Letter To My 13-Year-Old Self

We ask teenagers what advice they’d give their younger self…

Teen Talk

Being 13 is tough. As a newly fledged teenager, you feel as if you’re too old for children’s games and too young to hang with the older teenagers. You’ve got high school to adapt to, body changes to get used to and friendship dramas to navigate, not to mention the stress of homework. It’s a LOT.

Sometimes, it can be difficult to imagine things getting easier. When the going gets tough and it feels like nothing is going right, how often have you wished you could scoot forward into the future to look back on these moments and be able to tell yourself that everything is going to be OK? Well, we can’t wave a magic wand and transport you five or so years into the future, but we can share these amazing words of wisdom from our HS community to reassure you that being 13 is not the end of the world…

Letter To My 13-Year-Old Self

We asked young people aged 17-24 to think back to their early teenage years to remember the stresses and issues they faced. “What important piece of advice would you give to your 13-year-old self?”, we asked. We hope their advice helps in some way, whatever troubles or anxieties you have…

Caroline’s advice really focuses on accepting who you are and being true to yourself. We couldn’t agree more – everyone should feel safe and comfortable enough to be who they truly are. It’s also so important to realise that nobody is perfect and that’s OK!

To find out more about how you can be your own hero, click here.

Katies advice is gold. Failing a test or getting a low grade on a project can feel like the end of the world but it doesn’t mean the end of any career hopes or opportunities. There are ALWAYS alternative ways such as night classes when you’re older, a different route to college or taking a gap year to travel.

Being bullied at school? Get advice here.

Easier said than done at times, right? Lucy’s right, though – it doesn’t matter what other people think about you. What matters is your happiness. Wear what makes you happy, be friends with the people you enjoy spending time with and be who you want to be.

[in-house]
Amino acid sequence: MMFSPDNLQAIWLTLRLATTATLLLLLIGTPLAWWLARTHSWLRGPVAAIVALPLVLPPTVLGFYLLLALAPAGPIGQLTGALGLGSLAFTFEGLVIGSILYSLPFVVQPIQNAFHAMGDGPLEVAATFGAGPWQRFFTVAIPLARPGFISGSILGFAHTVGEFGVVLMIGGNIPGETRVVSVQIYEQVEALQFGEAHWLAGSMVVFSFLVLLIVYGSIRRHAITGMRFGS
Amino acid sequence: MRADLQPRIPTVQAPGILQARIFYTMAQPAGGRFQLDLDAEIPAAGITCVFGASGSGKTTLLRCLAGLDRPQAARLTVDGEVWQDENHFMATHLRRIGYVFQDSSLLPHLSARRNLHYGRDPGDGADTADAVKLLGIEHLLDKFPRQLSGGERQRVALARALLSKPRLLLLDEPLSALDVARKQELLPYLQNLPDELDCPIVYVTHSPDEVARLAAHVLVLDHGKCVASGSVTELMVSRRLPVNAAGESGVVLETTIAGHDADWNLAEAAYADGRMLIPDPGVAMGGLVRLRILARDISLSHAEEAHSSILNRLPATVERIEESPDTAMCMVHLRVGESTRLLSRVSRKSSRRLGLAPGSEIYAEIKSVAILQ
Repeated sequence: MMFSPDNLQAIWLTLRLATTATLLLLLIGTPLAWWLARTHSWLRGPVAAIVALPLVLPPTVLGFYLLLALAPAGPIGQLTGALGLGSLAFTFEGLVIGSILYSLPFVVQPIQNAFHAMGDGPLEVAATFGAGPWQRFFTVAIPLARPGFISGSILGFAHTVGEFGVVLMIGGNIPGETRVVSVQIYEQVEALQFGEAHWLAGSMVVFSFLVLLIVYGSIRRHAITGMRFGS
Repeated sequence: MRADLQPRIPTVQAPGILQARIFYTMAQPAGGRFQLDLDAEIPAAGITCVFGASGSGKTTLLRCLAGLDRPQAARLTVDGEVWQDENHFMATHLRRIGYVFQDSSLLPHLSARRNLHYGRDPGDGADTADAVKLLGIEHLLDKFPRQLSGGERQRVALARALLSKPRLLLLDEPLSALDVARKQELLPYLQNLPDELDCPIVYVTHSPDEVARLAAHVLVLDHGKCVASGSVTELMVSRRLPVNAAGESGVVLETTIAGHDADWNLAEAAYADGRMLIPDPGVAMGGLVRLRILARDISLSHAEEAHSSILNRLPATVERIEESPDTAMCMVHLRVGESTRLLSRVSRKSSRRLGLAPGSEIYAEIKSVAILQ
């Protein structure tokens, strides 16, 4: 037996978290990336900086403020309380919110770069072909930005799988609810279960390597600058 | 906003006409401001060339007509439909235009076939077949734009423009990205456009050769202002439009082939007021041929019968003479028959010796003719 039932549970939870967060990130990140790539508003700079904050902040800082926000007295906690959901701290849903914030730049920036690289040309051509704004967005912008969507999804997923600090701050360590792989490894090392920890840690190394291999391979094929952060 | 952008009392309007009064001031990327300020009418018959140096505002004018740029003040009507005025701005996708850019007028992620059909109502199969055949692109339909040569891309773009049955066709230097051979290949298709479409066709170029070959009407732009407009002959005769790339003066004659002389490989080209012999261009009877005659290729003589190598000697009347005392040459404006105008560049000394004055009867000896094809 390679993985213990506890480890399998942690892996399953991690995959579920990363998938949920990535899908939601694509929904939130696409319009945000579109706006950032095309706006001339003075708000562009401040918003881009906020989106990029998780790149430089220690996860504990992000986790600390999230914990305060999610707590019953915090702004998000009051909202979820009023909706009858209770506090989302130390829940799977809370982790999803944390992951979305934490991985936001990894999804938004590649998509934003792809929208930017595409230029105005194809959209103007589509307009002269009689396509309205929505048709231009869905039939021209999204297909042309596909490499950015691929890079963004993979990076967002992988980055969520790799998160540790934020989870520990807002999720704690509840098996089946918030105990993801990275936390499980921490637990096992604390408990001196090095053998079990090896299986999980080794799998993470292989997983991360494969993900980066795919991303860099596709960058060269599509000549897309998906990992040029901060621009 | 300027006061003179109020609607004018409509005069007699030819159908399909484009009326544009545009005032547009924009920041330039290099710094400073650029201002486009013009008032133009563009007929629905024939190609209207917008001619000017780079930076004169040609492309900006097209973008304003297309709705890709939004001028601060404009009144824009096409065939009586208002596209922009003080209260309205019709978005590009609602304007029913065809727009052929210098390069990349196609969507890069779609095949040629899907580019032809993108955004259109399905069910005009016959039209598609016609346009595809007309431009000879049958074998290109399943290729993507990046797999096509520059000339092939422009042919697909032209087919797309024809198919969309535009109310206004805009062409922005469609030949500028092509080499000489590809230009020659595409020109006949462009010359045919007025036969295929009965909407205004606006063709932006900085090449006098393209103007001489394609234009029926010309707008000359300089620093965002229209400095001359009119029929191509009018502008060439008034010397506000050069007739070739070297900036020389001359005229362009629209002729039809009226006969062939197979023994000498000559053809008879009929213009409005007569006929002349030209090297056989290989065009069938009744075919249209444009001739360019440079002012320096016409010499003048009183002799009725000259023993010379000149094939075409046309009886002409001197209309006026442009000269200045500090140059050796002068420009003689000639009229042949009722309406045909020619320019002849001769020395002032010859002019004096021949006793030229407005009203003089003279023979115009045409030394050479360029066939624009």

Learn how to be your own cheerleader here!

When something goes wrong, it can feel like your whole world has been turned upside down. Eve knows that no matter the problem, it’s much easier to cope when you have support. Most situations have a solution – you just need to find it. Never struggle alone; ask for help from a friend, teacher or parent.

Could peer support help YOU? Click here to find out more.

Very true, Joanne. The little things can start to build up and make you feel as if you’re drowning in worries. Talking about your worries, no matter how small, with a mate or a family member can help you get on top of things and feel more able to cope. Sometimes, it just needs another person’s advice to help you put things in perspective.

Discover why it’s good to talk here.

A positive push from Karla to always try your best and never sell yourself short. You are amazing and, when you put your mind to it, you can do anything! Most importantly, you deserve the best in any situation so don’t settle for anything less.

Want to learn how to be more positive? Find out how to think yourself happy here!

When things seem unsurmountable, try to think positively, like Kirsty. Whether it’s school stress, friendship woes or worries about your future, there are always ways to make things better. Talk things over and decide on a plan, if you need to. You’ve got this.

Worried about exam results? Click here for more help.

Ella’s advice to her 13-year-old self is to try their best in any situation. If you’re struggling with a certain subject at school and lacking the motivation to do anything about it, why not chat to the teacher about it? Together, you can find ways of learning that work for you.

Feeling unmotivated? We’ve got your back.

Lucy’s ending on a positive note and a very important reminder to take care of yourself, both mentally and physically. Eating a healthy, balanced diet and getting regular exercise not only makes you fitter and more energetic, but it can also keep depression at bay and help with anxiety.

Want to learn more about eating well? Click here.

What would YOU write to your 13-year-old self? Share your advice on our socials – scroll to the bottom of this page to find the links and join the conversation!


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